More ups and downs for salmon in the Great Lakes
By Tom Kramer for The Environment Report
Charter fishing in Michigan represents a $20 million a year industry. But the number of charter trips on Lake Huron declined by almost 50 percent in the last decade – as the salmon fishery on the lake took a dive. And now the state has decided to end Chinook salmon stocking in most rivers along Lake Huron. Starting next spring, Chinook, or king salmon, will be stocked in just a few places in the northern part of the lake.
Salmon are not native to the Great Lakes.
They were introduced from the Pacific Ocean in the late '60s and quickly became the most popular sport fish in the region.
Dramatic changes in the food web in Lake Huron caused by too many salmon and other exotic species like invasive mussels brought about the demise of the fishery around 2003.
That has been a huge economic blow to tourist towns along the coast but state officials say there's nothing they can do to bring it back at this point.
One place the state hopes to keep a decent sport fishery for kings is in the Cheboygan River.
Todd Grischke manages Lake Huron for the Department of Natural Resources.
He says there might be more food for salmon out in the Straits of Mackinac.
“So there is a possibility that those fish that are planted there are finding forage that is not available to other parts of the lake to the south.”
But while Lake Huron is seeing the continuing collapse of its salmon fishery, it’s shaping up to be a banner year for salmon fishing in Lake Michigan.
Anglers are catching more big fish – a sign that there is more food for the salmon in the lake this year.
Boat launches on Betsie Bay, in Benzie County, are full of empty trailers; anglers are standing side-by-side on bridges over the Betsie River; and bait shops are bustling.
Jerry Kekal works at the Frankfort Tackle Box.
He’s looking at the results from this year’s Benzie Frenzy fishing tournament.
“See, so they had a lot of big fish, big fish. Look at that. 28. 28.”
As in 28 pounds.
That’s just the kind of year it’s been.
Dave Clapp is the manager at the Charlevoix Fisheries Research Station for the DNR.
They keep track of fish caught in Lake Michigan.
“A good number of 20-plus pounders and a few thirties thrown in around the lake. It’s definitely been a better year for bigger fish this year.”
Clapp says the bigger fish in Lake Michigan are thanks to a strong alewife hatch in 2010.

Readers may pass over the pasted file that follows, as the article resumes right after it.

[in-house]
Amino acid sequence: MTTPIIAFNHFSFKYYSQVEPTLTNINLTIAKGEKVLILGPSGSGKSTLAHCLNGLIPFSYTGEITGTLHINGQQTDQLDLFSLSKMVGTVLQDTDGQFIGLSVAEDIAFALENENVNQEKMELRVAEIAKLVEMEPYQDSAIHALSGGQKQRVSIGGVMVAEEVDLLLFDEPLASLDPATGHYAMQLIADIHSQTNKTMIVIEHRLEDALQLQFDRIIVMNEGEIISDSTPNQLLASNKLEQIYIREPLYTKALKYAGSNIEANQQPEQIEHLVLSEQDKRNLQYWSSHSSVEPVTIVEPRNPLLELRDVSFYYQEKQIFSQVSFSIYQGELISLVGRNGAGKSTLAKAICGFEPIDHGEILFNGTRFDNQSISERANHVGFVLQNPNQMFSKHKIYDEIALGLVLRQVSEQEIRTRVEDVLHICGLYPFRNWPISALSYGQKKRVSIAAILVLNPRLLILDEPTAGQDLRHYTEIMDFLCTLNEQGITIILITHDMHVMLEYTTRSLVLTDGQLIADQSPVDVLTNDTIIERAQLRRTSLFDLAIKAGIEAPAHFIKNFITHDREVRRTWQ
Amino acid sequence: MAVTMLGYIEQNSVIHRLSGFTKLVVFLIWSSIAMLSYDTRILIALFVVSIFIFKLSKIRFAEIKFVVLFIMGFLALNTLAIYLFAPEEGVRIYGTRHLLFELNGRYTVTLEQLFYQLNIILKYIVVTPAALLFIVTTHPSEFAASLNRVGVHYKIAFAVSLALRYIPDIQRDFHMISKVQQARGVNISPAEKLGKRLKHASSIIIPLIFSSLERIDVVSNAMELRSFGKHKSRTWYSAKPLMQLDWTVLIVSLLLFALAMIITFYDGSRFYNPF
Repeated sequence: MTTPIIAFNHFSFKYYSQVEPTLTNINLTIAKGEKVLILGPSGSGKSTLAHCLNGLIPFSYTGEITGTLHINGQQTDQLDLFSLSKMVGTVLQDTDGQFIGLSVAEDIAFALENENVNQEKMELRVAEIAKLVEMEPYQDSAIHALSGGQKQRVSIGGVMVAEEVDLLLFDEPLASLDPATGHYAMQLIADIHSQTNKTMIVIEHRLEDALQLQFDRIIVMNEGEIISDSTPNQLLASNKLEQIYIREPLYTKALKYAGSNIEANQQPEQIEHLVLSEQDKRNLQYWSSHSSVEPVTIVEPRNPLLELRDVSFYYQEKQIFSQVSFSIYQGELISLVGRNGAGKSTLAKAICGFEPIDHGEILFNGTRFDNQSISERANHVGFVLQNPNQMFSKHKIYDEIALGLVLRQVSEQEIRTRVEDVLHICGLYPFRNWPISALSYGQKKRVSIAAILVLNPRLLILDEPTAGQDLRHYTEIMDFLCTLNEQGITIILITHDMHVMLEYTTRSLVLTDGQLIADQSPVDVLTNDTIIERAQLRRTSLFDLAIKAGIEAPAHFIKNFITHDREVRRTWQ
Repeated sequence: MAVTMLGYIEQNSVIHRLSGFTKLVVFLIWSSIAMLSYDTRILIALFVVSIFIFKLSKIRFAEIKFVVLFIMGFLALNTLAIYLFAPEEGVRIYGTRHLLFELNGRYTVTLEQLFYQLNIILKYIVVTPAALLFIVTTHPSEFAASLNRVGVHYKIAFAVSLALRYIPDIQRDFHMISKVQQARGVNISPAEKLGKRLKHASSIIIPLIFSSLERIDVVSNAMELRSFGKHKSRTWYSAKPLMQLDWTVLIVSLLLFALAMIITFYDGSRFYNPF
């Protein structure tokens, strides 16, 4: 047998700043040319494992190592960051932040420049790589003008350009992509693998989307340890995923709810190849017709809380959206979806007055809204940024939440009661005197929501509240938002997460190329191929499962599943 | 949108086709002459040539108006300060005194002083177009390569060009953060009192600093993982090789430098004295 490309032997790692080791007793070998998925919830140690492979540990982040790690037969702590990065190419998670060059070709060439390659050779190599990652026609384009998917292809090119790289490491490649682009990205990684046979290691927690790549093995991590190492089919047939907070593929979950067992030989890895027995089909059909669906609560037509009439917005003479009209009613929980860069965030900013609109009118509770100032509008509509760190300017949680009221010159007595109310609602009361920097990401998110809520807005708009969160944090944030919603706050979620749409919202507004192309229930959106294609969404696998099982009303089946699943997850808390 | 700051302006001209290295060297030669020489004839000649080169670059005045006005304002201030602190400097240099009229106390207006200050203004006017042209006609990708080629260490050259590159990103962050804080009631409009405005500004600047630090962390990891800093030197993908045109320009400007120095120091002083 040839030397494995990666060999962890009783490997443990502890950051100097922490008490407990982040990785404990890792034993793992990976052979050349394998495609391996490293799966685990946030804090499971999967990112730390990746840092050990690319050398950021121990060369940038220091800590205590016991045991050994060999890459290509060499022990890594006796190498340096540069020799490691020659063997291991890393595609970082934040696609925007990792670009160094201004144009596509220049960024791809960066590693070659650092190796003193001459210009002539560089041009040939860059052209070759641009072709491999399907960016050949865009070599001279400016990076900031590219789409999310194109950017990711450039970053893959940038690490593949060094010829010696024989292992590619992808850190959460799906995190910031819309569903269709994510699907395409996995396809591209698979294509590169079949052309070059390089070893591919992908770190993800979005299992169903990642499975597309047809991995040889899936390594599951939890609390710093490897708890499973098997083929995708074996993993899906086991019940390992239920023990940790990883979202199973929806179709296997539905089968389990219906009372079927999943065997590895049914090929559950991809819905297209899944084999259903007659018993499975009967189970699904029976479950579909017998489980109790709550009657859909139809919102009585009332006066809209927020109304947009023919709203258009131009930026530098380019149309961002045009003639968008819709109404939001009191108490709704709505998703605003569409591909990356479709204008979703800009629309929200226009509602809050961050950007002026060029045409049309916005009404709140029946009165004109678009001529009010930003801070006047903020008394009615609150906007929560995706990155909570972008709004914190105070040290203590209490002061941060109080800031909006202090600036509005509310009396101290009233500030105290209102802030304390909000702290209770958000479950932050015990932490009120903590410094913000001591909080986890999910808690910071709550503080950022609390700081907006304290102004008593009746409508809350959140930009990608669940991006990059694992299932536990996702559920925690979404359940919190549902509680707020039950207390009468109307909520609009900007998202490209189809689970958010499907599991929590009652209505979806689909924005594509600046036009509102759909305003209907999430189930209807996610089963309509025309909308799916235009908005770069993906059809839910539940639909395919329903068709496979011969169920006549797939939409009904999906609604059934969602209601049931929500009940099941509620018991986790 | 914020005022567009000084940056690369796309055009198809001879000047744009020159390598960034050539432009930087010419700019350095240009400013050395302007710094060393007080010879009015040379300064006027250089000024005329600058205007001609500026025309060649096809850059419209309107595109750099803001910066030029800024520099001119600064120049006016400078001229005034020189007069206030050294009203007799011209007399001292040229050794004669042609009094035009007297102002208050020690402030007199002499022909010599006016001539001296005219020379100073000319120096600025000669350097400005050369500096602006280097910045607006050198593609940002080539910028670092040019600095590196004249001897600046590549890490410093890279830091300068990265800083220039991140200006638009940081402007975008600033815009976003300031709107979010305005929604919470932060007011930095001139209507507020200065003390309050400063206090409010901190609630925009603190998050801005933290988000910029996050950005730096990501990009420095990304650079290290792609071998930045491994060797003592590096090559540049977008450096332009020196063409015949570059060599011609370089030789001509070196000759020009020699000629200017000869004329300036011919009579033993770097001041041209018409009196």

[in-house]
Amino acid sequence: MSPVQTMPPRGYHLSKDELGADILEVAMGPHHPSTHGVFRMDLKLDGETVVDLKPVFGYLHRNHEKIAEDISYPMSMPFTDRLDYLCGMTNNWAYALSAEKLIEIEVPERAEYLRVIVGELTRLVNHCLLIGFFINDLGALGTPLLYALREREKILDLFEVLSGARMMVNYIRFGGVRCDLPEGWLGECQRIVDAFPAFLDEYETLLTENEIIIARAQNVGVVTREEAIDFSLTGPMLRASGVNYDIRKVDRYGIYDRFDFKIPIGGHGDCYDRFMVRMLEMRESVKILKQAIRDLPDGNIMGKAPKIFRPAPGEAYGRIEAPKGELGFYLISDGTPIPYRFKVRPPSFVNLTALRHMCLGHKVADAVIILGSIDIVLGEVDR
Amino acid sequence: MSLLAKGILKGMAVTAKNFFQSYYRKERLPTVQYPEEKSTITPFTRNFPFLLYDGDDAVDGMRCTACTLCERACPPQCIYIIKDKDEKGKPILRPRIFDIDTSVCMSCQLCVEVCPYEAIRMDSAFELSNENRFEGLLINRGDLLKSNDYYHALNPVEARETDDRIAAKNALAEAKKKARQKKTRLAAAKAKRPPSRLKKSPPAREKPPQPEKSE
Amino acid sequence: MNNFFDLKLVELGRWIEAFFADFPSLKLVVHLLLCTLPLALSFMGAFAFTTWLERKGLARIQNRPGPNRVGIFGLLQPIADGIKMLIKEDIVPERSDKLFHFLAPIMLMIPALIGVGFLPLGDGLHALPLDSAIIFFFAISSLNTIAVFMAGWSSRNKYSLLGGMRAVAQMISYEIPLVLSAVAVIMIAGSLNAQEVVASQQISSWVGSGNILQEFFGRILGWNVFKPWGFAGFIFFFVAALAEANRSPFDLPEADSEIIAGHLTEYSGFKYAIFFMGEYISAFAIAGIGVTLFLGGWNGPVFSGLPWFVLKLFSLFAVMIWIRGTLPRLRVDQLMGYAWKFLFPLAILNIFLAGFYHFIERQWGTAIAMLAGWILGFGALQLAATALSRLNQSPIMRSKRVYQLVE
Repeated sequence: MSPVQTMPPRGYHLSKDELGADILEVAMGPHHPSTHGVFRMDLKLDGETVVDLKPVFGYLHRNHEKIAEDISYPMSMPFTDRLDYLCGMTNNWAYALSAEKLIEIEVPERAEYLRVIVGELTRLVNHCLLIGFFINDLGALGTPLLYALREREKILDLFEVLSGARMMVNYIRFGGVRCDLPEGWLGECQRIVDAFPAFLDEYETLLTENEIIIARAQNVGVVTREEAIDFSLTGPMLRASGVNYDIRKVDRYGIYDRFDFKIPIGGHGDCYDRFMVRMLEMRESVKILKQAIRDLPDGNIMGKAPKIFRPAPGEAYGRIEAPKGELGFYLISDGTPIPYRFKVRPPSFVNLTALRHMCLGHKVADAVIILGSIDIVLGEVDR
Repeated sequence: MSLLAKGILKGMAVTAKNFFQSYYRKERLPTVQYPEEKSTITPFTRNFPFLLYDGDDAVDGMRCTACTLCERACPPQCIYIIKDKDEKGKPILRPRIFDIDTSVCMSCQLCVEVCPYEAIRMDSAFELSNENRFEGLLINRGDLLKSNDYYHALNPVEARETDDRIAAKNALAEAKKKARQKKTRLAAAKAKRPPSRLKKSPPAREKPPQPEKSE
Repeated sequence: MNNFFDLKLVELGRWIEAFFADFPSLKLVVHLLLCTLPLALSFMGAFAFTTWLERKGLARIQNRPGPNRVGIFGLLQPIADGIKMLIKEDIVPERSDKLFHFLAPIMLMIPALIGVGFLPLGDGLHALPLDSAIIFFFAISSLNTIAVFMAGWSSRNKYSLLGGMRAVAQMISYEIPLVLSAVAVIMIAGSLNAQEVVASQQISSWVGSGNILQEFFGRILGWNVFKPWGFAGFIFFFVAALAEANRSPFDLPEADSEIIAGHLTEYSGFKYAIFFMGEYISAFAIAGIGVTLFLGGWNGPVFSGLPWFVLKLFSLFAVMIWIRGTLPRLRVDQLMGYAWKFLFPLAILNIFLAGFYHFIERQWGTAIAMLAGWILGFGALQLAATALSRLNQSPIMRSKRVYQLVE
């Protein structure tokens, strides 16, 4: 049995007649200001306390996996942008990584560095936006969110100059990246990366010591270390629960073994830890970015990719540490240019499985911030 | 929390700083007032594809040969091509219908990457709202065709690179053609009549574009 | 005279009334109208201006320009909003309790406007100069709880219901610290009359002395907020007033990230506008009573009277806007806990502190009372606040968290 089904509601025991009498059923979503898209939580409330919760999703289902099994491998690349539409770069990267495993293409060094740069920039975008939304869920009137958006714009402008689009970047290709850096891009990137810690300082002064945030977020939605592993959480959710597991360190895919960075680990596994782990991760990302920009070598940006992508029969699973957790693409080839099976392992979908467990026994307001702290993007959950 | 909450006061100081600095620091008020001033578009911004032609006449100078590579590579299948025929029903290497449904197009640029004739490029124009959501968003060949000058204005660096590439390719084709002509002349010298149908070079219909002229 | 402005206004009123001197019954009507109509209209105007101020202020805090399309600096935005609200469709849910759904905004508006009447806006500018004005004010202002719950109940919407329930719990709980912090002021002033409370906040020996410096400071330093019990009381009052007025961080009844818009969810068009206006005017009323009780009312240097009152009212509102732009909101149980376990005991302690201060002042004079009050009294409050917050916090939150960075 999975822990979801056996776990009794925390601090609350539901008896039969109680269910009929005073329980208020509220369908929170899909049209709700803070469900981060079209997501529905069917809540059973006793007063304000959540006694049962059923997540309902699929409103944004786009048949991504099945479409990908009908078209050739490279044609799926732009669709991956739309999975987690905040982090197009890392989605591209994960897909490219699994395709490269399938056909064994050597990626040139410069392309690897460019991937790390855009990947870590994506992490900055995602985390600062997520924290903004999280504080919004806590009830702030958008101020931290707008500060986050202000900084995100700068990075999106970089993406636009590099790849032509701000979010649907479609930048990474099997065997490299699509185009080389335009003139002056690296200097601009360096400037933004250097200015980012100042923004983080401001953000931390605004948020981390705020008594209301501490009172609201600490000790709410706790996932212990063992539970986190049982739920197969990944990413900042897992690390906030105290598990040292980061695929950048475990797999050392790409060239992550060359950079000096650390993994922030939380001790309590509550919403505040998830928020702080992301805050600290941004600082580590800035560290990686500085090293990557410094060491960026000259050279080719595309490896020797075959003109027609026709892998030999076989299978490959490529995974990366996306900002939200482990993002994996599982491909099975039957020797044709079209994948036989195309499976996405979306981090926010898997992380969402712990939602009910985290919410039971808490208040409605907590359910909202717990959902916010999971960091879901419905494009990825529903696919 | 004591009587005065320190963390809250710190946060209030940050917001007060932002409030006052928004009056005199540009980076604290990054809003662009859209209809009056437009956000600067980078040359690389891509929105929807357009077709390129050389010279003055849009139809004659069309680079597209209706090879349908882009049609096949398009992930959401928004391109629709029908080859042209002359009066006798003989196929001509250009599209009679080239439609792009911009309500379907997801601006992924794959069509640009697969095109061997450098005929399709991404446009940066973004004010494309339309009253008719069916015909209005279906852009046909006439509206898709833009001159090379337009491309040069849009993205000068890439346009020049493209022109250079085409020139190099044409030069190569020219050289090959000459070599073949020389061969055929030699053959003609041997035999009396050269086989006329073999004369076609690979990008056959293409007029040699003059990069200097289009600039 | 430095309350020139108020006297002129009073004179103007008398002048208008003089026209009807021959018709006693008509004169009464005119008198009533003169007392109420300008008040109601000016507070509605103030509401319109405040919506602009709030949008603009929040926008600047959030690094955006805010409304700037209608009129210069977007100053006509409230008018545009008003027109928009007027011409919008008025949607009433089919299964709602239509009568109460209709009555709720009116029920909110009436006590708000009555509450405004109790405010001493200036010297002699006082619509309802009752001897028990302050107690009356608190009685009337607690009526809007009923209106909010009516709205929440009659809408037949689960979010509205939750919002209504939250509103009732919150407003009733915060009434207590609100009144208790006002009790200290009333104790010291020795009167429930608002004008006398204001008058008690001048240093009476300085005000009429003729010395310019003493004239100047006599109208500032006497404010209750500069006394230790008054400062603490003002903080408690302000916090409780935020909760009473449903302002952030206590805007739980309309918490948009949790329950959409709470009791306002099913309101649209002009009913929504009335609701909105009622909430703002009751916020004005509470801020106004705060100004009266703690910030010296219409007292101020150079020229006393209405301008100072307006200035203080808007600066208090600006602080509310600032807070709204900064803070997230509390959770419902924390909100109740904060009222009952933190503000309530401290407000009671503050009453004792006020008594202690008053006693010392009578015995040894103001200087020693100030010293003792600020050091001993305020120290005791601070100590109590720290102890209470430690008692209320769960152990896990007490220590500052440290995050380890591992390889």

Alewives are an invasive fish that salmon like to eat.
Until this summer alewife numbers had been on the decline.
Those big salmon being caught now, they have been feeding on that strong class of alewives since last fall.
“When there’s food like that around the fish really take advantage of that quickly. And they can put on the weight.”
Clapp says the size and health of salmon are closely tied to the alewife population. And he says it’s difficult to predict when another strong alewife year will come around again.
What helps set this year apart is how bad the fishing was for most people last year.
According to the DNR, 2010 was the lowest harvest of Chinook and Coho from Lake Michigan in the last decade.
So as word spread of the numbers and size of fish being caught this year, anglers from around the state have been heading north.
Mike Henry is up from Waterford.
He came north with some friends after hearing from his boss how good the fishing is this year.
Mike doesn’t consider himself to be a serious fisherman, but his boss gave him some advice that makes catching salmon on the Betsie River sound easy.
“He just told me to fish where he fishes, do everything he does and I’ll catch fish.”
As far as totals for the year, the DNR still has employees, creel clerks, they’re called, visiting boat launches and counting the salmon coming in.
And though it may turn out to be a good year for salmon fishing on Lake Michigan, experts who watch the fishery closely say what’s happening on Lake Huron could be a warning of what might happen throughout the Great Lakes.